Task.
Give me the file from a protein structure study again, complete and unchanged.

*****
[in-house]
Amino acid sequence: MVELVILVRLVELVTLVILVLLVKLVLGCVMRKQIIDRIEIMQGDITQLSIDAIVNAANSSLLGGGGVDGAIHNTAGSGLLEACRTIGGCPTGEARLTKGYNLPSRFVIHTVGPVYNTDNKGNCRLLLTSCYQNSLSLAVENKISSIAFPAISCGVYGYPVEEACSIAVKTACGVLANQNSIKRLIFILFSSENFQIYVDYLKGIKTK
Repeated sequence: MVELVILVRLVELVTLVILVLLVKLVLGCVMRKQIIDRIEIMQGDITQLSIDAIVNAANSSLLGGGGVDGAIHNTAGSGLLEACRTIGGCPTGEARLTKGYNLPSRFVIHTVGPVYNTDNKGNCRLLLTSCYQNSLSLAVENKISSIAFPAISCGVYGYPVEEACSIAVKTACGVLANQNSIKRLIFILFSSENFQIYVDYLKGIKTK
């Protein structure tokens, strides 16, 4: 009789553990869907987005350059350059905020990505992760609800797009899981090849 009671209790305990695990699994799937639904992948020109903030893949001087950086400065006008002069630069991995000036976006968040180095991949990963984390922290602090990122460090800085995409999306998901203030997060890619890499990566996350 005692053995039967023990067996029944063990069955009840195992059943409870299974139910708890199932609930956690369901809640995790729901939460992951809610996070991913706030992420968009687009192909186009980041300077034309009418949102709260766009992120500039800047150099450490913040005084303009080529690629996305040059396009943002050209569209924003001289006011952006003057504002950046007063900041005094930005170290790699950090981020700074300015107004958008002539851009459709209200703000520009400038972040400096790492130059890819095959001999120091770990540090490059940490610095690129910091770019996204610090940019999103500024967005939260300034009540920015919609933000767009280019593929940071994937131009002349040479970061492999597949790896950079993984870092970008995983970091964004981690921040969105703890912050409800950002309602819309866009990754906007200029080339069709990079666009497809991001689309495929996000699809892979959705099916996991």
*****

[in-house]
Amino acid sequence: MVELVILVRLVELVTLVILVLLVKLVLGCVMRKQIIDRIEIMQGDITQLSIDAIVNAANSSLLGGGGVDGAIHNTAGSGLLEACRTIGGCPTGEARLTKGYNLPSRFVIHTVGPVYNTDNKGNCRLLLTSCYQNSLSLAVENKISSIAFPAISCGVYGYPVEEACSIAVKTACGVLANQNSIKRLIFILFSSENFQIYVDYLKGIKTK
Repeated sequence: MVELVILVRLVELVTLVILVLLVKLVLGCVMRKQIIDRIEIMQGDITQLSIDAIVNAANSSLLGGGGVDGAIHNTAGSGLLEACRTIGGCPTGEARLTKGYNLPSRFVIHTVGPVYNTDNKGNCRLLLTSCYQNSLSLAVENKISSIAFPAISCGVYGYPVEEACSIAVKTACGVLANQNSIKRLIFILFSSENFQIYVDYLKGIKTK
């Protein structure tokens, strides 16, 4: 009789553990869907987005350059350059905020990505992760609800797009899981090849 009671209790305990695990699994799937639904992948020109903030893949001087950086400065006008002069630069991995000036976006968040180095991949990963984390922290602090990122460090800085995409999306998901203030997060890619890499990566996350 005692053995039967023990067996029944063990069955009840195992059943409870299974139910708890199932609930956690369901809640995790729901939460992951809610996070991913706030992420968009687009192909186009980041300077034309009418949102709260766009992120500039800047150099450490913040005084303009080529690629996305040059396009943002050209569209924003001289006011952006003057504002950046007063900041005094930005170290790699950090981020700074300015107004958008002539851009459709209200703000520009400038972040400096790492130059890819095959001999120091770990540090490059940490610095690129910091770019996204610090940019999103500024967005939260300034009540920015919609933000767009280019593929940071994937131009002349040479970061492999597949790896950079993984870092970008995983970091964004981690921040969105703890912050409800950002309602819309866009990754906007200029080339069709990079666009497809991001689309495929996000699809892979959705099916996991």